A person with a balding crown may increase the size of the balding area as they age. If they have a hair transplant and they the crown balding area enlarges, you must transplant the wider balding area or you will be left with a hair ‘island’ in a larger balding area. The implications of transplanting the crown should be known to you, of just research it on the internet or our website (https://newhair.com/resources/assessing-hair-loss/), purchase our book ‘Hair Loss For Dummies’ which can be ordered through Amazon or our office, or visit one of our badlingblog editors if you are in Los Angeles, Koream or England.

I have recently had a sperm analysis done and have seen that I have abnormal sperm morphology, pretty much close to 100%. I have been taking Propecia for close to 9 years. Does Propecia increase the effects of abnormal sperm morphology?

There is a report in Fertil Steril. 2013 Dec;100(6):1542-6. doi: 10.1016/j.fertnstert.2013.07.2000. Epub 2013 Sep 4. that state Propecia (finasteride) can cause reduced sperm counts in some men. It goes on to state: “In this population, counts improved dramatically for the majority of men after finasteride discontinuation. The hormone parameters, sperm motility, and sperm morphology were unchanged after cessation. Finasteride should be discontinued in subfertile men with oligospermia, and used with caution in men who desire fertility.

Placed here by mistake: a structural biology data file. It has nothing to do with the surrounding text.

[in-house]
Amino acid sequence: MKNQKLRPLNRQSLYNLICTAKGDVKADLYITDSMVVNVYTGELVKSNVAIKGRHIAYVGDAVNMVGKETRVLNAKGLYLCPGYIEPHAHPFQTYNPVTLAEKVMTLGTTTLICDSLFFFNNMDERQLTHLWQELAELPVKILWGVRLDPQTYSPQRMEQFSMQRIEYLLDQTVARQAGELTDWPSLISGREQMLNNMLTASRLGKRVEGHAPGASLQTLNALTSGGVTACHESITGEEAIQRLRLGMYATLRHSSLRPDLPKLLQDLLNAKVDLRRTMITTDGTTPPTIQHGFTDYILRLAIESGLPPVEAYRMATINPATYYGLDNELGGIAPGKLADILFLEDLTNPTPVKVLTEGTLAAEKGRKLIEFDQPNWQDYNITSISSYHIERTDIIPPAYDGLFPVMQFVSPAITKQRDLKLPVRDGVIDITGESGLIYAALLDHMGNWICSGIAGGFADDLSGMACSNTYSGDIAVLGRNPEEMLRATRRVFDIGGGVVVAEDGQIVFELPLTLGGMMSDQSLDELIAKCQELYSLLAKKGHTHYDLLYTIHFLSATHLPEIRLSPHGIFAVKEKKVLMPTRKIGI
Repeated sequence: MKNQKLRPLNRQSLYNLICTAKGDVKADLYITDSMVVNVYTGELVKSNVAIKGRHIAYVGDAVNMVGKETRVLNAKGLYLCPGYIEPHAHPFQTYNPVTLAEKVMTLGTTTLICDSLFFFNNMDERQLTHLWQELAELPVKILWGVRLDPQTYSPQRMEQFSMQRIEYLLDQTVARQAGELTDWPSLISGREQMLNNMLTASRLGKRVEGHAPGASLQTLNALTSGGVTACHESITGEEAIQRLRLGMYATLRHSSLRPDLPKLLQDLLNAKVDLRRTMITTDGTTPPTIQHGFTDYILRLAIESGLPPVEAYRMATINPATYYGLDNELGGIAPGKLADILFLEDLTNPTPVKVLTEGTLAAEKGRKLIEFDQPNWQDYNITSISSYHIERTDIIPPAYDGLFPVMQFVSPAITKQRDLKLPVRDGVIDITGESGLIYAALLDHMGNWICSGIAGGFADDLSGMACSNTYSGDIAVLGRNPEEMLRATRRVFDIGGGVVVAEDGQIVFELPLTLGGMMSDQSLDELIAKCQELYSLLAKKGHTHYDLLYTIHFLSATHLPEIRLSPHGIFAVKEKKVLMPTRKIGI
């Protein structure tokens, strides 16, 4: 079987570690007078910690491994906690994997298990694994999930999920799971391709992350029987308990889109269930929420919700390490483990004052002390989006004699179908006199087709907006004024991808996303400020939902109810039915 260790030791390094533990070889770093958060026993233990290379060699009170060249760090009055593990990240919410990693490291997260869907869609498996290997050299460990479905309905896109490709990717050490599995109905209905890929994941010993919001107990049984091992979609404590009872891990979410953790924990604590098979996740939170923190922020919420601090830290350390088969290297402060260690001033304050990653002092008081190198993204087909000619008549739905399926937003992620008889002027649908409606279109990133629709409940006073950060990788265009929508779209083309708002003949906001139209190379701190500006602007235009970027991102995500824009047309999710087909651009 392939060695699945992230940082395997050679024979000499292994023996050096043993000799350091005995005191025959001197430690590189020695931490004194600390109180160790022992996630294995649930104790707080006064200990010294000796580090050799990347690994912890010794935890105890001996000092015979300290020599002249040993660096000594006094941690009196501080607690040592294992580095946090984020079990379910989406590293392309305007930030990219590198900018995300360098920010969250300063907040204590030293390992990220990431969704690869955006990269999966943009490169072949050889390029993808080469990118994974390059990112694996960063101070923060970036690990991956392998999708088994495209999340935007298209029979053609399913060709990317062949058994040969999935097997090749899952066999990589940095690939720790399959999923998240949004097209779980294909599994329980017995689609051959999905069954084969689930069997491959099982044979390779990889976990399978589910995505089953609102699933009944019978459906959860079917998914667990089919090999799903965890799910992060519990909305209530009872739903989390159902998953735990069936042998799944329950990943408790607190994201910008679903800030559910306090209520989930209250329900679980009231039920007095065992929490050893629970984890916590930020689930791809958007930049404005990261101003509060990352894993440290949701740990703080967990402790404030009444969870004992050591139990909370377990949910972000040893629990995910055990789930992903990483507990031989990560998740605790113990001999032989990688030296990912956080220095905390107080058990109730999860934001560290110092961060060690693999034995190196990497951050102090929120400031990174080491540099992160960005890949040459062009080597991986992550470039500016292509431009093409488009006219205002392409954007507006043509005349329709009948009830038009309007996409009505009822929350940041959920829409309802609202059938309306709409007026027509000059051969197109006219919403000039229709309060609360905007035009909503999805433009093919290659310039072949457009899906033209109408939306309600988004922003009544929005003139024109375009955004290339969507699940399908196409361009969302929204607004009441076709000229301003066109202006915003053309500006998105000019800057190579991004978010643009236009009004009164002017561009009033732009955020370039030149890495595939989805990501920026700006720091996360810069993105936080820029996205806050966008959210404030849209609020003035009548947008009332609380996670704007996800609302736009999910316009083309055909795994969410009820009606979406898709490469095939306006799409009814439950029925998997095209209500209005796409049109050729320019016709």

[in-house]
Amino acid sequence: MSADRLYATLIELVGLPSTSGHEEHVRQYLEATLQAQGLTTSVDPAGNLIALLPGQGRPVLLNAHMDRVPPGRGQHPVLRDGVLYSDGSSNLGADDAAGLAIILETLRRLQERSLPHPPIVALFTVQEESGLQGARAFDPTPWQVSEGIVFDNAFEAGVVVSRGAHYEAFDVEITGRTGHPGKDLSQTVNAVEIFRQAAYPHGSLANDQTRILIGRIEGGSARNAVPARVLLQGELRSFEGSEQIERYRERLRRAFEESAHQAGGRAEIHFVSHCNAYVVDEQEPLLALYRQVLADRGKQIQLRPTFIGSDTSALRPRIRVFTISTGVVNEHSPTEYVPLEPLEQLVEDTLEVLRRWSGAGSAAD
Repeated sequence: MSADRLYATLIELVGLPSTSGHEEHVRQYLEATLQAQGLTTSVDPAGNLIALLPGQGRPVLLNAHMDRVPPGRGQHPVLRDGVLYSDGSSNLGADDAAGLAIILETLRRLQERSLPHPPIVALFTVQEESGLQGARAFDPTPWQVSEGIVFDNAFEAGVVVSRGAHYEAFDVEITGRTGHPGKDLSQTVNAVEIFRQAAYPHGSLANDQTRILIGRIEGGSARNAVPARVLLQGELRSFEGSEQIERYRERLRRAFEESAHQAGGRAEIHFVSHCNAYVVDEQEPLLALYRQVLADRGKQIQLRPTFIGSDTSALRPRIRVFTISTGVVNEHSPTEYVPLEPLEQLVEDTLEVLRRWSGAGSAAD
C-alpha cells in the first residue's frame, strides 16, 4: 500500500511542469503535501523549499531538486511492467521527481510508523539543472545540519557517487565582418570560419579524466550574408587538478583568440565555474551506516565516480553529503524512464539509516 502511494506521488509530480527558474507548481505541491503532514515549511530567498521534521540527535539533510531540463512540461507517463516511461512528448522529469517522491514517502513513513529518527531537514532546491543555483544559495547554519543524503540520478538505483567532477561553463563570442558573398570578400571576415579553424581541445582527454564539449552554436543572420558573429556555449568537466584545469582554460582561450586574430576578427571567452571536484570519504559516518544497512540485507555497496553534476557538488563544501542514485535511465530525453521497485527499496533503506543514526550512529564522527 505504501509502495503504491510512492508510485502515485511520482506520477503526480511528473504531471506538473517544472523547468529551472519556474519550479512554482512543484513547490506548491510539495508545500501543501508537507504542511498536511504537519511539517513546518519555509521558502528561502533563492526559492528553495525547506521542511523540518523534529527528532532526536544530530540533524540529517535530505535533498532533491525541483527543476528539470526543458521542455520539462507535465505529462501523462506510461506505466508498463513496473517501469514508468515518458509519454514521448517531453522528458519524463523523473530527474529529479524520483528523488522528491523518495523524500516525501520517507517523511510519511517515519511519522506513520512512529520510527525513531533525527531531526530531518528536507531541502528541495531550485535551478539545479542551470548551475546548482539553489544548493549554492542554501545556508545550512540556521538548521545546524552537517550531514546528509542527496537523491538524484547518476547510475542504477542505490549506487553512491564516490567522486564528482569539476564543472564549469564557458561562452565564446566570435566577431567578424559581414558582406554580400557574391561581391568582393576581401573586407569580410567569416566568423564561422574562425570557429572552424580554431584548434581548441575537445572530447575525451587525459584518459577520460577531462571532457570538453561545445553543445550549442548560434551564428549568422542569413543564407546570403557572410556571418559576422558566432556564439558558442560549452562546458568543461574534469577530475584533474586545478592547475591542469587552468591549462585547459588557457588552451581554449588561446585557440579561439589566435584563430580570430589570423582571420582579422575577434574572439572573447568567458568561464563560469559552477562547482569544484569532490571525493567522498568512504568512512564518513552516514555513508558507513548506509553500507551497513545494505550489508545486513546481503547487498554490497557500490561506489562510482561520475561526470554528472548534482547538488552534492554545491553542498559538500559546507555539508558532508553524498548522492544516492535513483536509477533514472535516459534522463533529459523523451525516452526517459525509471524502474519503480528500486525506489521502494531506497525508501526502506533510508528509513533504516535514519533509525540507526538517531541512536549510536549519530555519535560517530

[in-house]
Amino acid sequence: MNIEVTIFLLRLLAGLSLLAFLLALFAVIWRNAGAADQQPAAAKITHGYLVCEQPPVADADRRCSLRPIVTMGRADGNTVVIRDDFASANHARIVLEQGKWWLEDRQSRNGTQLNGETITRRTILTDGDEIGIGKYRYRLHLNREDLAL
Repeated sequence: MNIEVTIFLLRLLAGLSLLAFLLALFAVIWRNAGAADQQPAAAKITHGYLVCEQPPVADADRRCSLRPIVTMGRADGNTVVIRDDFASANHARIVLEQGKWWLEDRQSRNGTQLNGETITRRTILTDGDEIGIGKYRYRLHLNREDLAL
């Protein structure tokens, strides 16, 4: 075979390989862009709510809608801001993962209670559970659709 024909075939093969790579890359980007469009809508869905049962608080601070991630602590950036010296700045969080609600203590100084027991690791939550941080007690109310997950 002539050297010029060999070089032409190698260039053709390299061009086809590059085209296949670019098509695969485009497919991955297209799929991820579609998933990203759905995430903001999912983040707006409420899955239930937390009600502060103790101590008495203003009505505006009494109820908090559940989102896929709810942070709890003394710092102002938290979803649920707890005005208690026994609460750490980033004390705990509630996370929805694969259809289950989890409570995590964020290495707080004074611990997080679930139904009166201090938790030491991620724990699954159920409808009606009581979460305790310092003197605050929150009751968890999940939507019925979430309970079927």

In your case, we do not know if your sperm morphology was abnormal even before taking Propecia. It would be difficult to establish Propecia may have cause it. I simply do not know. Your question is better left to your urologist or reproductive specialist.